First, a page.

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Requiring Closing Protection Coverage
by Robert Franco | 2008/04/08 |

In Ohio, title agents now must offer Closing Protection Coverage (CPC) to all parties to a transaction - lender, buyer/borrower and seller. Basically the CPC indemnifies the covered parties for the agent's theft, misappropriation, fraud, or any other failure to property disburse funds and failure to comply with written closing instructions when agreed to by the agent. It is an awkward form of insurance to sell because the agent is requiring the covered party to pay a fee to be protected against the agent's misfeasance. The cost is $35 for the lender, $50 for the seller, and $15 for the buyer/borrower.

But what happens if a party to the transaction declines the CPC, but still requires the agent to sign its closing instructions? Presumably, the party would have a tough time seeking indemnification from the underwriter in the event of loss that would have been covered under the CPC because they expressly waived the coverage. Is the agent still on the hook? Most likely if the agent has embezzled from his escrow account he is not all that concerned with the liability he may incur to a lender. Let's face it, if you are willing to commit a felony, you probably don't have much regard for civil liability. But, what about an unintentional mishandling of funds, negligently disbursing a large sum to the incorrect party, for example?

In the case of an agent's negligence, resulting in a short-fall in his escrow account, the agent may very well be the only source of recovery by an injured party. If declining CPC prevents recovery from the underwriter, the agent may still be liable to third parties for his negligence - even if he is acting in his capacity as an agent for the underwriter.

Thus, it would seem to me that it would be a good idea to require anyone providing closing instructions to purchase CPC before agreeing to comply with them. Though I believe that it was mainly the issue of fraud by title agents that promulgated this rule in Ohio, negligence is still a possibility. Honest agents do not worry about losses due to their own fraud, though the fraud of an employee should still be a concern. If an underwriter can escape liability when the would-be covered party declines the coverage - maybe the title agents should consider requiring CPC when provided with closing instructions that could result in liability.

Just out of curiosity, does anyone require lenders, or other parties providing instructions, to purchase CPC?

Robert A. Franco

Source of Title Blog ::


Categories: Risk, Liability and Claims, Small Agents

592 words | 18307 views | 2 comments | log in or register to post a comment

It's pretty much a moot point here,...
It's pretty much a moot point here, as far as the lenders go. They all require a closing protection letter on each closing. But there is no charge for it here. I don't think it's requested, or offered, to other parties as a normal practice.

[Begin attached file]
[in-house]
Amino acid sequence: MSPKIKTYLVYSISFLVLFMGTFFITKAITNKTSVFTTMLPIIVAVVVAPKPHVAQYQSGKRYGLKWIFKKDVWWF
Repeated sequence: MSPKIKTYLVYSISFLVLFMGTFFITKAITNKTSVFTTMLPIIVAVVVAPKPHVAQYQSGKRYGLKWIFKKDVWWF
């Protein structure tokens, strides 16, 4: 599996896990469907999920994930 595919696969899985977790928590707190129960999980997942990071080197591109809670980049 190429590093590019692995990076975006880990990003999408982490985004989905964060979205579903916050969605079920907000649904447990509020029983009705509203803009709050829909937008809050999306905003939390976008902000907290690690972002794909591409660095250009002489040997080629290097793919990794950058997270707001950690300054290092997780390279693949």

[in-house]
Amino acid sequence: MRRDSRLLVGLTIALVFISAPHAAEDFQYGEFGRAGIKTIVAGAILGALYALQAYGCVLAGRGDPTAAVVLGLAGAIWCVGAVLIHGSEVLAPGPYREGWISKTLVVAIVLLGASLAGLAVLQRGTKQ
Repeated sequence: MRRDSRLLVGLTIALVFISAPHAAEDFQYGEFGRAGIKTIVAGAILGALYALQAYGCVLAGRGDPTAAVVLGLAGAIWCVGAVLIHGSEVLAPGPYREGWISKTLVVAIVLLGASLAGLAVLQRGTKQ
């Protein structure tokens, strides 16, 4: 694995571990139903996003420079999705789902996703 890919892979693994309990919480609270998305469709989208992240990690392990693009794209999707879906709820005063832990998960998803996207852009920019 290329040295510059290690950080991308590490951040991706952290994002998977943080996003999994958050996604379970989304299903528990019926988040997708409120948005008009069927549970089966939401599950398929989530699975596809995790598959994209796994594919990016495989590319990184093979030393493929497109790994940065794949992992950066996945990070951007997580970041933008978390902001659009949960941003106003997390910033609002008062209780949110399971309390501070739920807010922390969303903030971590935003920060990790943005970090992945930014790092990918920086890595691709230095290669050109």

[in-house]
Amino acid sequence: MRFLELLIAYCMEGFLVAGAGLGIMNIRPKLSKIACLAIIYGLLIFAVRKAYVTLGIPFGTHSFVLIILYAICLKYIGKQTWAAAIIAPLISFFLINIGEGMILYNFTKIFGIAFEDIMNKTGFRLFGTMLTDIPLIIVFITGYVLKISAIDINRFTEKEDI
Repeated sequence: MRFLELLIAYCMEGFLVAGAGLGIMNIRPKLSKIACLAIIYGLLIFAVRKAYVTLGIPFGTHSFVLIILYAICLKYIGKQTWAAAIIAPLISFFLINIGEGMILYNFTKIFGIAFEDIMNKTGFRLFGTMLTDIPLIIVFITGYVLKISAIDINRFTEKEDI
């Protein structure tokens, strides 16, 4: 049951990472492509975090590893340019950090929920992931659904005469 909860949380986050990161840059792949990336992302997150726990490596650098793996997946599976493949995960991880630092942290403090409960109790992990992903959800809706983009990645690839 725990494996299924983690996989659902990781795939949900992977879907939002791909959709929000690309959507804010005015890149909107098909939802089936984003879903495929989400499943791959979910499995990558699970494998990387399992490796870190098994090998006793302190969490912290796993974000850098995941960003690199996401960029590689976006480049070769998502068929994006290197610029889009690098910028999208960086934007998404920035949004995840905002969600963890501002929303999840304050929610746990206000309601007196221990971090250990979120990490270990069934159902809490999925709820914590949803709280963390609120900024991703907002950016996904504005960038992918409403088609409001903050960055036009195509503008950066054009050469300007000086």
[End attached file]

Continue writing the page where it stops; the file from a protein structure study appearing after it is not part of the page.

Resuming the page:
In your case, Robert, based on what you have written, I don't think it makes any difference to you as to whether any of the parties purchase the coverage. It only changes who will be demanding satisfaction from you - the offended party or the underwriter.

So, in my view, requiring the different parties to purchase coverage will at best, and at worst, only make the other agents in your neighborhood look more attractive.
by Pat Scott | 2008/04/08 | log in or register to post a reply

Right! The underwriters would proba...
Right! The underwriters would probably have a right of subrogation to collect from the agent anyway. But, I think there are still a couple of reasons to require the coverage.

1. If the claim by the covered party is for the failure to comply with their instructions, I would rather have the underwriter in my corner trying to defend against the claim, rather than going it on my own. I think that closing instructions are sometimes used to try to put an agent on the hook for things that really shouldn't be their responsibility.

2. Maybe I am naive, but I don't think the underwriters really want to subrogate against their agents. Though I'm sure it depends on the situation, it probably isn't good business for the underwriters to sue their agents.

3. If it is something that the agent should be liable for - the underwriters would probably be more willing to work out a long-term payment plan than a lender.

I would love to see some statistics on how often the underwriters look to their agents to cover losses. I'm sure it happens, but I don't think it is all that frequent. For example, the underwriters have the right to subrogate against their agents for claims from searching errors (negligence), but I am not aware of any incidents where they have. It probably does happen, to some degree, but it isn't something that would often be general knowledge.

In Ohio, the CPC used to be free - and there are some agents that believe that it still should be. If the underwriters were more careful with who they signed as agents, and they were more diligence with their annual audits, this would not be such a big issue.
by Robert Franco | 2008/04/09 | log in or register to post a reply
Source of Title Blog

Robert A. FrancoThe focus of this blog will be on sharing my thoughts and concerns related to the small title agents and abstractors. The industry has changed dramatically over the past ten years and I believe that we are just seeing the beginning. As the evolution continues, what will become of the many small independent title professionals who have long been the cornerstone of the industry?

Robert A. Franco



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